What Can I Do to Speed Up the Transaction Confirmation? 

As you have probably guessed by now, Bitcoin has a lot of competition to get your transactions confirmed due to the network’s limitations in terms of scalability. So, if you are unlucky or not careful enough, you might have to wait for days before your transfer gets confirmed. But luckily, it’s easy to learn how to give your transaction higher importance.

Paying higher network or mining fees is what will speed up Bitcoin transaction and give it a priority. This is especially important when the mempools are full, and you need a quick confirmation. The hard problems in cryptocurrency are that many wallets have poor algorithms and suggest low mining fees that place your transaction in an unfavorable position in the pecking order. In addition to that, even the fastest crypto transfer can’t beat Bitcoin’s 10-min block time interval. 

Speaking about well-thought fee algorithms. ChangeNOW is launching NOW Wallet. It’s a mobile and non-custodial app, which will allow users to buy, sell, and manage their crypto. The wallet will have an in-built fee suggestion feature to allow users to manage the commissions appropriately.    

So, before you send Bitcoin, take a look at the memory pool yourself to determine how much you need to pay in fees for a quick confirmation. Before we continue, please understand that your coins can’t be lost if not confirmed quickly. So, there is no need to panic. They will either reach the destination address or be dropped from the mempool and returned to your wallet.  

How Do I Set Appropriate Fees to Avoid Bitcoin Problems?

There is an easy and advanced way to do it. More experienced users can manually check the mempool, inspect the number of unconfirmed transactions, look at the fee rates that other users are paying, and determine how much is needed.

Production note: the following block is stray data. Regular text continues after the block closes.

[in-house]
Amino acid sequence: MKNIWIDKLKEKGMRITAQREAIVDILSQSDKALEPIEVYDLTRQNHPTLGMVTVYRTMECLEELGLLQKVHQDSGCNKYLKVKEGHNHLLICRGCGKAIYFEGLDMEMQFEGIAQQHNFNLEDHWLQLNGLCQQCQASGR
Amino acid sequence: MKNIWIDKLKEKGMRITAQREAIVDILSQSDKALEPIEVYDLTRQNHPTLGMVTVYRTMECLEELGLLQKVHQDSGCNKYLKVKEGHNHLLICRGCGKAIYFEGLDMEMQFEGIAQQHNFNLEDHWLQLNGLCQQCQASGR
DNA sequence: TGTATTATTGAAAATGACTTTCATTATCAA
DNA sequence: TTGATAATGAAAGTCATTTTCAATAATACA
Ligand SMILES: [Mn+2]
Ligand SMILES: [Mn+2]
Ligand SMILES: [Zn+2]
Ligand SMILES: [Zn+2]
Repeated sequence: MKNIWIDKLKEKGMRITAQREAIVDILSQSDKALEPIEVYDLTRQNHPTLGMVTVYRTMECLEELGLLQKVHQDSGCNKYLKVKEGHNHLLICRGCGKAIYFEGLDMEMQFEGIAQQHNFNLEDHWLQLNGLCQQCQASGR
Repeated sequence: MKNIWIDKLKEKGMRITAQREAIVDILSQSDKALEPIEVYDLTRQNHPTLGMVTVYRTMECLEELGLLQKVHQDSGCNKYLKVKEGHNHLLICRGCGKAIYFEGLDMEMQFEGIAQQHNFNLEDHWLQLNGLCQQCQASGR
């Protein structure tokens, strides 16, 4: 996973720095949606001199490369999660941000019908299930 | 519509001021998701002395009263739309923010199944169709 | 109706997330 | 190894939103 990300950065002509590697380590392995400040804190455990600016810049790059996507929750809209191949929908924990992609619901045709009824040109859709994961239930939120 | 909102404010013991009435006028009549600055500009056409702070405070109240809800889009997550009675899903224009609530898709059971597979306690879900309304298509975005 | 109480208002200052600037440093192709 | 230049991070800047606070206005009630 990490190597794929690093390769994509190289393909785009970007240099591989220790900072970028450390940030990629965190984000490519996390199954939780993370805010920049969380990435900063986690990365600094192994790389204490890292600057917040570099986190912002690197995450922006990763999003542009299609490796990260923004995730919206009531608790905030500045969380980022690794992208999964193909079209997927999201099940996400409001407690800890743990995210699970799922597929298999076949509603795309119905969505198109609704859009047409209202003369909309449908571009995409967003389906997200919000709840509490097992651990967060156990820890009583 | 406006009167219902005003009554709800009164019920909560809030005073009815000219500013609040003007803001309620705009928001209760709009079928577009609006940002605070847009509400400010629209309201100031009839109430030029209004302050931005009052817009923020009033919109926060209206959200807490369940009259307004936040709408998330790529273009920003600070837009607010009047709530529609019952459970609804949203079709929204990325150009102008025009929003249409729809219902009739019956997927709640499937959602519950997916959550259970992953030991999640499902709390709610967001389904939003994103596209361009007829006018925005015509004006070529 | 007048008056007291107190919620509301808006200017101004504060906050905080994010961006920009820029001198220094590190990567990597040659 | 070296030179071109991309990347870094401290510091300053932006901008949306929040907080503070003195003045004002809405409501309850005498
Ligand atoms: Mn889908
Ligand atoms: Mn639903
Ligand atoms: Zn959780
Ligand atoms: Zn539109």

The easier way is to go to Mempool.Space and check what are the recommended fees on the site.

At the moment of writing, Mempool.Space suggests three different fee rates depending on your needs. If you are in a hurry, it’s recommended you set your fees as shown under the ‘high priority' tab. If time is not of the essence, you can use the ‘medium’ or ‘low’ priority fees. Always keep in mind that the higher the commission, the greater the chance to get a next block confirmation. 

How to Speed Up Bitcoin Transaction and Send It: Example

John wants to buy some Ethereum in exchange for Bitcoin on ChangeNOW. He logs into his Trust Wallet and initiates a new transaction. He enters the destination address and amount he wants to send – 1 Bitcoin. Before choosing the fees, John decides to take a look at Mempool.Space to ensure he sets an appropriate transaction fee.

It’s a bit time-sensitive, and John wants to get the Ether as soon as possible. So, he adjusts the fee according to the ‘high priority’ recommendation and broadcasts the transaction from his Trust Wallet. John was lucky because the next block was mined in just 8 minutes and the miners included his coins as well. The transfer is now confirmed, and very soon, ChangeNOW will send him his newly-purchased Ether.

Bottom Line

Bitcoin isn’t the fastest cryptocurrency. Each digital asset has its own features, and one difference between cryptocurrencies lies in the block confirmation times. With Bitcoin, the average time is 10 minutes. That means that even with the highest possible fees, you still need to wait until the next block is mined.

Due to a limited Bitcoin transaction per second count, senders should pay close attention to the status of the mempool. To get the fastest crypto transfer, you need to set a high mining fee. Most of the Bitcoin problems involving unconfirmed transactions are solved with appropriate network fees. Before sending any coins, you can head over to Mempool.Space to get a complete overview of unconfirmed transactions and recommended rates. The site will help you to master one of the hard problems in cryptocurrency, which many beginners struggle with.